8 Non-Dairy Milk Brands You Should Think Twice About Buying

Gone are the days when your only option for non-dairy milk consisted of the same boxed soy milk on your local grocery store's designated and oftentimes dusty plant-based corner. We officially live in the golden age of non-dairy alternatives. That means hundreds of brands are vying to win the appetites (and wallets) of the vegans, lactose-free, and those who just can't stomach the idea of sipping cow's milk.

However, not all milk alternatives are equal. For the 44% of Americans who are currently opting to go dairy-free, choosing between almond and oat or hemp and coconut is hard enough without deciding which brand to purchase. Some offer more nutritional perks — rivaling or even outdoing the calcium or protein provided by dairy milk, as soy milk can do — while others may be stronger on taste but weaker on the environmental or ethical front that may have driven some to go dairy-free in the first place. A common issue with dairy-free milk tends to be its sugar level, with some brands using the ingredient to sweeten away unwanted aftertastes or make a beverage closer in flavor to dairy milk.

To make finding your go-to milk substitute easier, we've rounded up eight dairy-free brands you may want to skip on your next visit to the grocery store.

1. Oatly

Rewind to 2020 and Oatly was at the top of the dairy-free milk game. The oat milk brand surged in popularity during COVID-19 lockdowns, with sales reportedly increasing by 295% worldwide. "Milk" and "cool" rarely go in the same sentence, but while the rest of the world was seemingly falling apart, Oatly transformed into a COVID status symbol, becoming as ubiquitous as Hydroflasks and sourdough starters.

Oatly is still well-loved by both the dairy-free and those who dip into the lifestyle as they please, all for one very important reason: it tastes good. However, some have turned their back on the brand in recent years as scrutiny grows over its nutritional value and relatively high glycemic index. With sometimes 7 grams of added sugar per serving, it's been claimed that drinking one glass of Oatly has the same impact on your blood sugar as a can of Coca-Cola. And unless you opt for its low-fat version, a single glass is also said by some to contain as much canola oil as a serving of French fries.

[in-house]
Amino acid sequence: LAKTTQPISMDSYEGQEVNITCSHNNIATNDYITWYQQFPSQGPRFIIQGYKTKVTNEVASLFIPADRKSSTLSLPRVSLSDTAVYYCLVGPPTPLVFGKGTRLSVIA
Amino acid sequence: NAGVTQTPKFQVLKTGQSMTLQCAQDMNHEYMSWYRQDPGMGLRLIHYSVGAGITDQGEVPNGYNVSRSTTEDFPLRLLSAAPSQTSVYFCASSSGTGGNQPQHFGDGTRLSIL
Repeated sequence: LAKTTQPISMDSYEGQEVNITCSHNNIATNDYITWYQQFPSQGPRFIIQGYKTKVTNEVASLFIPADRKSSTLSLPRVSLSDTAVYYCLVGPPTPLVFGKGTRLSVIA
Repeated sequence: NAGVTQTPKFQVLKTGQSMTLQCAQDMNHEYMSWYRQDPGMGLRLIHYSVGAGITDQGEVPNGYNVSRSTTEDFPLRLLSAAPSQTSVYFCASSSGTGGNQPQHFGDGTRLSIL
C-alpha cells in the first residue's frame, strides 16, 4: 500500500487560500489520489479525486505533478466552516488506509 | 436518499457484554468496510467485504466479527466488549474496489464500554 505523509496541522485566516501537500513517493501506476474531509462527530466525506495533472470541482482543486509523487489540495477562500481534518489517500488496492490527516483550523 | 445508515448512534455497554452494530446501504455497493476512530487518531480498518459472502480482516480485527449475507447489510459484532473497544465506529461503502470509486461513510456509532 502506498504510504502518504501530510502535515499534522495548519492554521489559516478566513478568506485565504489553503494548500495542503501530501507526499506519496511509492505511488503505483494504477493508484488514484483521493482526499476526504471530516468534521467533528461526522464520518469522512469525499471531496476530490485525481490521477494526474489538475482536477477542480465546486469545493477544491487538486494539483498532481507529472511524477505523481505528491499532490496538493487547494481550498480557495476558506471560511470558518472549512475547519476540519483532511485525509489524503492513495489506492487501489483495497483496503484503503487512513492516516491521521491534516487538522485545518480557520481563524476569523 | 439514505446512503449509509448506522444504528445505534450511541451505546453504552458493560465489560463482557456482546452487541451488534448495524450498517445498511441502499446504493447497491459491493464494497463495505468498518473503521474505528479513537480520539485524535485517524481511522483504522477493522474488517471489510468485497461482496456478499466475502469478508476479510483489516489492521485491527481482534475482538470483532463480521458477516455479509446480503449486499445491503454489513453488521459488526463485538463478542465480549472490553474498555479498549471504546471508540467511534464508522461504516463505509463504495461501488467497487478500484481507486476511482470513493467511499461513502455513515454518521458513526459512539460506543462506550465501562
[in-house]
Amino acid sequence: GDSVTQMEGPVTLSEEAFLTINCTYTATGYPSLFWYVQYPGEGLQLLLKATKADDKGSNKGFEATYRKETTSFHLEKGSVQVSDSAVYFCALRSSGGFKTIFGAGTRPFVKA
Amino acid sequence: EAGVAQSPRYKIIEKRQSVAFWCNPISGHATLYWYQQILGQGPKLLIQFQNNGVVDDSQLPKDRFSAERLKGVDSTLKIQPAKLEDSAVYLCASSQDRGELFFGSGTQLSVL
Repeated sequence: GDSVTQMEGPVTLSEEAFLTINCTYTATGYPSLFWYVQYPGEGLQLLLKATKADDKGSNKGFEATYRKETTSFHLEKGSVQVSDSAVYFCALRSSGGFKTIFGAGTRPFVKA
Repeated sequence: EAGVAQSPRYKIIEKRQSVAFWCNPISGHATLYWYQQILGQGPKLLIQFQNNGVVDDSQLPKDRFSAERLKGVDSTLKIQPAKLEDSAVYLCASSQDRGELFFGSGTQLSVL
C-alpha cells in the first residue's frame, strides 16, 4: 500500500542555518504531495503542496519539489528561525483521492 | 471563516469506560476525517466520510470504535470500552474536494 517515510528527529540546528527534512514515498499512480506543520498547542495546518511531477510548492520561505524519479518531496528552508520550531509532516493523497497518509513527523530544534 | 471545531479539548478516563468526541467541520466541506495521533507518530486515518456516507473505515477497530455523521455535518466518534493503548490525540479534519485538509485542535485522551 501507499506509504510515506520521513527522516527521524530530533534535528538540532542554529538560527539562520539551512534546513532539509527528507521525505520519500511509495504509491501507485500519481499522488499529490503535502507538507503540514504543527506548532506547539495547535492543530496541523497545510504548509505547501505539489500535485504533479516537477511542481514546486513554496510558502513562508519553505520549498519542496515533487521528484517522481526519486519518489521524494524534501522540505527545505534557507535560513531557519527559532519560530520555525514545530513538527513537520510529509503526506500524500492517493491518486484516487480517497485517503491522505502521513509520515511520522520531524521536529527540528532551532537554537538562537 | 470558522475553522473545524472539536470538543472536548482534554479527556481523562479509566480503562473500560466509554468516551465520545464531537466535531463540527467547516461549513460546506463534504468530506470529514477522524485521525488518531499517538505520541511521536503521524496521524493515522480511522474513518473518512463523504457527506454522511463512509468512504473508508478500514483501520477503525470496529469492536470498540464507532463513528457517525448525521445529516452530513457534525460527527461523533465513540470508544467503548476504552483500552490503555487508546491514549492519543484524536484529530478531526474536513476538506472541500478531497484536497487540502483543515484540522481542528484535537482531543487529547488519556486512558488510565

While Oatly isn't too texturally different from dairy milk, its sweet aftertaste is pretty distinctive, making it divisive. But taste and ingredients aren't the only concerns. In the summer of 2020, the brand received a $200 million equity investment from Blackstone Growth, an investment firm linked to devastating deforestation in the Amazon Considering its sustainable marketing and messaging, this hasn't endeared Oatly to the eco-conscious masses, who've accused the brand of hypocrisy and greenwashing.

2. Good Karma

Good Karma is obsessed with all things it deems good. As the brand — which makes both oat and flax milk — says on its website, "Good quality plants make good quality products, which makes good quality humans." There are undeniably a lot of positives on each milk's nutritional label, with relatively high levels of calcium, protein, and omega-3 fatty acids compared to other plant-based milk varieties. However, all the positive percentages in the world don't make up for the fact that the flavor is, at least to many, a little offputting. Some have claimed that the unsweetened versions taste strangely savory and bitter.

Its milk also doesn't always mix well with other liquids, either, sometimes curdling or sinking to the bottom of the cup in an unsightly mess. Considering how most people purchase milk substitutes to use with coffee or tea, that's a pretty damning critique. Rumor has it that Good Karma representatives have advised customers to buy from its line of milk that's made without added protein to avoid this issue when making hot drinks. But in an ideal world, its star product would do everything it says on the tin without any such footnotes.